By Raymond Chong
Zhi Lin is recognized for the use of provocative & emotive contemporary art to emphasize & address the lost history of Chinese Railroad Workers. For that, he received the Art & Advocacy Award from Judge Michael Kwan, President, Chinese Railroad Workers Descendants Association, during a conference commemorating the 150th anniversary of the completion of the Transcontinental Railroad.
Lin is a well-known Professor of Painting and Drawing with School of Art, Art History and Design at University of Washington in Seattle. He was born in Nanjing, China. In 2003, he began work on a watercolor studies project about the Chinese Railroad Workers entitled “Invisible & Unwelcomed People.”
A description of that exhibition reads:
“Names of the Unremembered: Transcontinental” (2009), focuses on 19th Century racism geared towards Chinese immigrant workers. Lin projects a movie of two trains coming together on a 6.5 x 10-foot painting of the Transcontinental Railroad. The viewer hears train whistles blowing and sees the flag near the train station shake in the wind. This incorporation of movement suggests that the movie projection of the two trains is a living embodiment of the Transcontinental.
Conversely, Lin’s backdrop in “Names of the Unremembered: Transcontinental” is a colorless painting of a rocky foreground, the Transcontinental Railroad tracks, and the desert background. On the hundreds of rocks that precede the tracks, Lin painted a Chinese immigrant worker’s name in red. Red, a symbol of blood, suggests that the lives of the workers were sacrificed in making the Transcontinental Railroad. The stones and the landscape are white, alluding to the desert scene as a white Chinese funeral. The somber painting is meant to offset the moving train projection and create a feeling of death and mourning.
Zhi Lin wrote:
The railroad ballast/video installation project is inspired by Thoreau’s view on the consequence of industry revolution in the mid-19th century, especially about the building of railroad. He pointed out that “Did you ever think what those sleepers are that underlie the railroad? Each one is a man…. The rails are laid on them, and they are covered with sand, and the cars run smoothly over them. They are sound sleepers, ….” When I walked on the Central Pacific Railroad grade in California and in Utah, I do not think what Thoreau said as merely symbolic nor is a metaphor, it is the facts on the ground and the reality has lasted over 150 years.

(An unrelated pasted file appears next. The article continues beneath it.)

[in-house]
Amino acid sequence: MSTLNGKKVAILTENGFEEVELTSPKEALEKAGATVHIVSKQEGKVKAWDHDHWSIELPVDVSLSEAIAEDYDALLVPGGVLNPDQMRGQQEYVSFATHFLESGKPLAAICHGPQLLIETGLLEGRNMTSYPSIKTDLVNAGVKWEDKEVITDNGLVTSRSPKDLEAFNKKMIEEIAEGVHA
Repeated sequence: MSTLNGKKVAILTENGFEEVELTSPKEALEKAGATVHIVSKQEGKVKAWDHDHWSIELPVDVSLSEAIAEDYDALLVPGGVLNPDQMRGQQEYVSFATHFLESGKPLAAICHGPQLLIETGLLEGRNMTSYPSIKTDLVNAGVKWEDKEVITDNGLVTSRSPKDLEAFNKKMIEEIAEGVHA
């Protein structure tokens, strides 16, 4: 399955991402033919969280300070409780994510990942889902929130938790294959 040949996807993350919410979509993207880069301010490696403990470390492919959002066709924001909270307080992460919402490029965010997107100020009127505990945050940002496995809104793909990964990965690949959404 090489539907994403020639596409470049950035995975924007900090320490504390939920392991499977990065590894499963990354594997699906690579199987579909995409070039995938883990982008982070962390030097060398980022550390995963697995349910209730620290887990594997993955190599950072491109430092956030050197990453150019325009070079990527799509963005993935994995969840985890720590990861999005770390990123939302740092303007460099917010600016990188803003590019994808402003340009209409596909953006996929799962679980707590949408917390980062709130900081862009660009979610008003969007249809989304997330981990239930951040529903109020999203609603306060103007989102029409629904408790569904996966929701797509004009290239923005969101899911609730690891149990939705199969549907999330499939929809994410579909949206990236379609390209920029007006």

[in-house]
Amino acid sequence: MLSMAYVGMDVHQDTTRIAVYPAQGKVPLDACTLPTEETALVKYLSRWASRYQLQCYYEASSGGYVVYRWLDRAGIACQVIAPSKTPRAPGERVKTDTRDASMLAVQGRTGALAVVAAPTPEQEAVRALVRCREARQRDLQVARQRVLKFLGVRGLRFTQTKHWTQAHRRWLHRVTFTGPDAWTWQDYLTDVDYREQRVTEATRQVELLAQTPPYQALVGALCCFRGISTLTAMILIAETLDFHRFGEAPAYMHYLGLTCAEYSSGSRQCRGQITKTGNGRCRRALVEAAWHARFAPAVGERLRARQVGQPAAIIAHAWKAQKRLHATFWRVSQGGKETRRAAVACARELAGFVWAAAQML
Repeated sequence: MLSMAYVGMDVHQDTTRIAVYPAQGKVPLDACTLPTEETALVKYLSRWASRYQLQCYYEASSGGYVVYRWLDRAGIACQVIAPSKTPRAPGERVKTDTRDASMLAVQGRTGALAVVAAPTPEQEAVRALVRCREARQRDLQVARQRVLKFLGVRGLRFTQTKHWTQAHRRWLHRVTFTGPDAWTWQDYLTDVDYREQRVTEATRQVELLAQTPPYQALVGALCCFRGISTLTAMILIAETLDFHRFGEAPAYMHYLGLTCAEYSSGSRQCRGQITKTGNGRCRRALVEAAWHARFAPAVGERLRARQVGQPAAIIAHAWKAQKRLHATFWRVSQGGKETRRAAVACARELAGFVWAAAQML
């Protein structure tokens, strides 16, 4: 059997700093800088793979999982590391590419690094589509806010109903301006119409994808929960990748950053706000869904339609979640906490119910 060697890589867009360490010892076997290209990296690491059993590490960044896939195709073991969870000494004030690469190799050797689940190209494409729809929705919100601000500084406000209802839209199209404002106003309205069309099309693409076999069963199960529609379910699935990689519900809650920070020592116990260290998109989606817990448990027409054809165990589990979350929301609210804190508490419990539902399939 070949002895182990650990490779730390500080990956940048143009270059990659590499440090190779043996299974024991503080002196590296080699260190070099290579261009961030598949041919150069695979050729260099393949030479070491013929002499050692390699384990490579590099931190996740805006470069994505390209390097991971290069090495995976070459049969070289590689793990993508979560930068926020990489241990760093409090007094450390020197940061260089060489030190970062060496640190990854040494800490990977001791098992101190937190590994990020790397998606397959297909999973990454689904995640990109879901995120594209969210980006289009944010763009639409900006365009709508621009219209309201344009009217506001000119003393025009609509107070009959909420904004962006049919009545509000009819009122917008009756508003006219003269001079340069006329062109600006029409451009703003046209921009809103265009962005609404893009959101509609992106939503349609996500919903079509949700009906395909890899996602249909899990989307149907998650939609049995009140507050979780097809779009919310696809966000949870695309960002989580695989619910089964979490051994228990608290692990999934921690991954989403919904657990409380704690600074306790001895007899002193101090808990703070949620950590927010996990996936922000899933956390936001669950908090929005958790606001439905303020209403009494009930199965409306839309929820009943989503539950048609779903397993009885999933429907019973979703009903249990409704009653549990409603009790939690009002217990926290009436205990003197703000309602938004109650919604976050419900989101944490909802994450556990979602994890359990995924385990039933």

His current work exhibition venues includes:
- Brigham City Museum of Art and History, Brigham City UT
- March 23 – June 15, 2019
- TRACING CHINESE WORKERS’ FOOTSTEPS TO PROMONTORY SUMMIT
Zhi Lin: Tracing Chinese Workers’ Footsteps to Promontory Summit features paintings by an internationally acclaimed artist, Zhi Lin, who has spent more than a decade attempting to trace the history of Chinese workers in the western United States, with a special focus on railroad workers. Zhi’s breathtaking works of art for this exhibition include both representational and abstract pieces that explore the lost experience of those workers.
- Kimball Art Center, Park City UT
- April 19 – June 2, 2019
- “CHINAMAN’S CHANCE” ON PROMONTORY SUMMIT
Internationally acclaimed artist Zhi Lin confronts the lost history of the Chinese workers who built our nation’s transcontinental railroads. This exhibition is presented during the 150th anniversary of the Golden Spike, the ceremonial final spike to join the rails of the first transcontinental railroad.
- Nevada Museum of Art, Reno NV
- May 4 – November 10, 2019
- CHINESE RAILROAD WORKERS OF THE SIERRA NEVADA
To commemorate the 150th Anniversary of the completion of the Transcontinental Railroad in 1869, the Nevada Museum of Art presents an exhibition featuring the art of Zhi Lin, who has spent much of his career making artworks that recall the sacrifices of Chinese migrant workers in the Sierra Nevada. The completion of the railroad—which linked the United States from east to west—is often celebrated as the grand achievement of America’s Manifest Destiny and the 19th-century rallying cry for westward expansion of the United States. Zhi Lin’s mixed-media canvases, video installation, and watercolor paintings honor the nearly 1,200 Chinese workers who lost their lives to accidents, avalanches, and explosions in treacherous Sierra terrain near Donner Summit. While names of most railroad workers have been lost to history, Zhi Lin is part of a growing group of artists and scholars working to weave their stories into America’s broader historical narrative.
Zhi Lin mused about the Chinese Railroad Workers of the Transcontinental Railroad:
Chinese Railroad Workers were faceless, nameless, voiceless and unwelcomed while they were building of the railroads. Since their deaths, their departure from the construction sites, they are graveless, traceless, unrecognized, forgotten and unremembered. However, because they built the five transcontinental railroads in the US, one in Canada, we have transformed this vast continental space into a place where we live. Their accomplishments and their remains along the transcontinental forever signify human presence which this piece of land becomes organized and recognized and has acquired meaning. It also reminds us, to pay a tribute to them is an attempt to understand ourselves and our own history. As Robert Harrison said, a building, a mound of earth, or even a fire –interposes within the eternal, timeless order of nature, a marker of human finitude of our mortal sojourn on the earth.
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